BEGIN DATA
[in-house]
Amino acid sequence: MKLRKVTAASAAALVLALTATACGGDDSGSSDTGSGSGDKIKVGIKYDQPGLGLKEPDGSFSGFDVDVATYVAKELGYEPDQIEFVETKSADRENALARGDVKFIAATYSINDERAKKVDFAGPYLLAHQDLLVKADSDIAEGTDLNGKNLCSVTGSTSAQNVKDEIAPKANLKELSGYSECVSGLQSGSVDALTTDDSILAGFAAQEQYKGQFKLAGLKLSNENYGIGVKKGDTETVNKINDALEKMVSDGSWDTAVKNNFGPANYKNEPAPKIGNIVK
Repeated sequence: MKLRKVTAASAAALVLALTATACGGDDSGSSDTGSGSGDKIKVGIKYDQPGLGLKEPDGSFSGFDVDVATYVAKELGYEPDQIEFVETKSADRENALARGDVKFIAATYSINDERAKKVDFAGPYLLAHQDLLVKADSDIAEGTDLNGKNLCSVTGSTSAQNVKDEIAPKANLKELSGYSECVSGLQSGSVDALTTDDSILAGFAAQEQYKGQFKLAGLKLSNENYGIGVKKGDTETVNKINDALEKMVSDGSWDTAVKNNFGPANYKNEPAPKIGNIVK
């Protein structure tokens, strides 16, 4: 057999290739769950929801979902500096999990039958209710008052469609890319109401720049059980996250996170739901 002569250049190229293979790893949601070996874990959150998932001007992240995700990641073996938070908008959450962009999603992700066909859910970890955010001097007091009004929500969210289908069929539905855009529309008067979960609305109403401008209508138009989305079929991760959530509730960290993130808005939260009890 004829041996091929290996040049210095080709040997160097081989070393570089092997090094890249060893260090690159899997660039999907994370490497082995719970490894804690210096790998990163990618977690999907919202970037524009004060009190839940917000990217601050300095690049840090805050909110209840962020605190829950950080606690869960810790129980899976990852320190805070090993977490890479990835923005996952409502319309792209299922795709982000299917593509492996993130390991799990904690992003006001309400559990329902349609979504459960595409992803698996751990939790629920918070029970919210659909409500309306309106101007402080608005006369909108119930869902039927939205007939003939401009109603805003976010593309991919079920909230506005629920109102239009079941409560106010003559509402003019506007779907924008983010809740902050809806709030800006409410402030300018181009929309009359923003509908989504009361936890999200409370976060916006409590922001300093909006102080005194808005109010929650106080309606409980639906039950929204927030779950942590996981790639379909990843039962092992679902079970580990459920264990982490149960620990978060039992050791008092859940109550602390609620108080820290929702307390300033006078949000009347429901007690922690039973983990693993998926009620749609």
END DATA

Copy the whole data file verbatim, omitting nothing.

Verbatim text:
[in-house]
Amino acid sequence: MKLRKVTAASAAALVLALTATACGGDDSGSSDTGSGSGDKIKVGIKYDQPGLGLKEPDGSFSGFDVDVATYVAKELGYEPDQIEFVETKSADRENALARGDVKFIAATYSINDERAKKVDFAGPYLLAHQDLLVKADSDIAEGTDLNGKNLCSVTGSTSAQNVKDEIAPKANLKELSGYSECVSGLQSGSVDALTTDDSILAGFAAQEQYKGQFKLAGLKLSNENYGIGVKKGDTETVNKINDALEKMVSDGSWDTAVKNNFGPANYKNEPAPKIGNIVK
Repeated sequence: MKLRKVTAASAAALVLALTATACGGDDSGSSDTGSGSGDKIKVGIKYDQPGLGLKEPDGSFSGFDVDVATYVAKELGYEPDQIEFVETKSADRENALARGDVKFIAATYSINDERAKKVDFAGPYLLAHQDLLVKADSDIAEGTDLNGKNLCSVTGSTSAQNVKDEIAPKANLKELSGYSECVSGLQSGSVDALTTDDSILAGFAAQEQYKGQFKLAGLKLSNENYGIGVKKGDTETVNKINDALEKMVSDGSWDTAVKNNFGPANYKNEPAPKIGNIVK
């Protein structure tokens, strides 16, 4: 057999290739769950929801979902500096999990039958209710008052469609890319109401720049059980996250996170739901 002569250049190229293979790893949601070996874990959150998932001007992240995700990641073996938070908008959450962009999603992700066909859910970890955010001097007091009004929500969210289908069929539905855009529309008067979960609305109403401008209508138009989305079929991760959530509730960290993130808005939260009890 004829041996091929290996040049210095080709040997160097081989070393570089092997090094890249060893260090690159899997660039999907994370490497082995719970490894804690210096790998990163990618977690999907919202970037524009004060009190839940917000990217601050300095690049840090805050909110209840962020605190829950950080606690869960810790129980899976990852320190805070090993977490890479990835923005996952409502319309792209299922795709982000299917593509492996993130390991799990904690992003006001309400559990329902349609979504459960595409992803698996751990939790629920918070029970919210659909409500309306309106101007402080608005006369909108119930869902039927939205007939003939401009109603805003976010593309991919079920909230506005629920109102239009079941409560106010003559509402003019506007779907924008983010809740902050809806709030800006409410402030300018181009929309009359923003509908989504009361936890999200409370976060916006409590922001300093909006102080005194808005109010929650106080309606409980639906039950929204927030779950942590996981790639379909990843039962092992679902079970580990459920264990982490149960620990978060039992050791008092859940109550602390609620108080820290929702307390300033006078949000009347429901007690922690039973983990693993998926009620749609």